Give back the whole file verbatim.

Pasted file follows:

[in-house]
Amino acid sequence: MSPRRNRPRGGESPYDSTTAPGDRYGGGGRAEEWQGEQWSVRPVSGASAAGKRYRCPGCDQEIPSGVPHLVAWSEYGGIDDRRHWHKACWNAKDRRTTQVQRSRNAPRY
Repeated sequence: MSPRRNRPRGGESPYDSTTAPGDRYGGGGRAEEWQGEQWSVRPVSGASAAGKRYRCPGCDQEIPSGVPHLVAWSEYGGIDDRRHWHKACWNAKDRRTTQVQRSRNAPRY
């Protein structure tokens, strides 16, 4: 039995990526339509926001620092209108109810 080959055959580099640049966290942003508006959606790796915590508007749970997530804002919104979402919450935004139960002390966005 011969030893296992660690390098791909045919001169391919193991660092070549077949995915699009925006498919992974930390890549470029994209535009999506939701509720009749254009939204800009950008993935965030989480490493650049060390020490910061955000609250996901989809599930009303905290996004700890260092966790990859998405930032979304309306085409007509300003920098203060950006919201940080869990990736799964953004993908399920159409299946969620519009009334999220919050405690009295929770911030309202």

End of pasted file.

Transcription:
[in-house]
Amino acid sequence: MSPRRNRPRGGESPYDSTTAPGDRYGGGGRAEEWQGEQWSVRPVSGASAAGKRYRCPGCDQEIPSGVPHLVAWSEYGGIDDRRHWHKACWNAKDRRTTQVQRSRNAPRY
Repeated sequence: MSPRRNRPRGGESPYDSTTAPGDRYGGGGRAEEWQGEQWSVRPVSGASAAGKRYRCPGCDQEIPSGVPHLVAWSEYGGIDDRRHWHKACWNAKDRRTTQVQRSRNAPRY
């Protein structure tokens, strides 16, 4: 039995990526339509926001620092209108109810 080959055959580099640049966290942003508006959606790796915590508007749970997530804002919104979402919450935004139960002390966005 011969030893296992660690390098791909045919001169391919193991660092070549077949995915699009925006498919992974930390890549470029994209535009999506939701509720009749254009939204800009950008993935965030989480490493650049060390020490910061955000609250996901989809599930009303905290996004700890260092966790990859998405930032979304309306085409007509300003920098203060950006919201940080869990990736799964953004993908399920159409299946969620519009009334999220919050405690009295929770911030309202």